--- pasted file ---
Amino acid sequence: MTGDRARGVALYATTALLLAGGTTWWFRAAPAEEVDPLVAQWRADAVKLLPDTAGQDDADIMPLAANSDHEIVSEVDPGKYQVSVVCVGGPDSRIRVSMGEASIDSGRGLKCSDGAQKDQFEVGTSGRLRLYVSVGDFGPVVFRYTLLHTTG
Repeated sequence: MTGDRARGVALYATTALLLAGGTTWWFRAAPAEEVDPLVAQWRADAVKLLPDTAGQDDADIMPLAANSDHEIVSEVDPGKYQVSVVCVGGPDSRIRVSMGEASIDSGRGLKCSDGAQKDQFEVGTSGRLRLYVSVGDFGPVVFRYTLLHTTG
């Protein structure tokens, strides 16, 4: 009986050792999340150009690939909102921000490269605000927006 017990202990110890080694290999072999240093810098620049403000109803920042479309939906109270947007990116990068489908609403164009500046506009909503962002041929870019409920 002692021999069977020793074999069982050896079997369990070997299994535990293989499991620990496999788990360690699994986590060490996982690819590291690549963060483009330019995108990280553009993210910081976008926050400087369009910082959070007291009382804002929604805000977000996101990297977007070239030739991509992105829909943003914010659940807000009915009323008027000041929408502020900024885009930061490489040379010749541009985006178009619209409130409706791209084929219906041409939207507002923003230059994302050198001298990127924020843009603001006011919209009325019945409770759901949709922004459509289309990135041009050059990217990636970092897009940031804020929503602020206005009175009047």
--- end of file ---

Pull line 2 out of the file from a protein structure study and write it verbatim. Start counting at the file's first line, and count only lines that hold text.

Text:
Repeated sequence: MTGDRARGVALYATTALLLAGGTTWWFRAAPAEEVDPLVAQWRADAVKLLPDTAGQDDADIMPLAANSDHEIVSEVDPGKYQVSVVCVGGPDSRIRVSMGEASIDSGRGLKCSDGAQKDQFEVGTSGRLRLYVSVGDFGPVVFRYTLLHTTG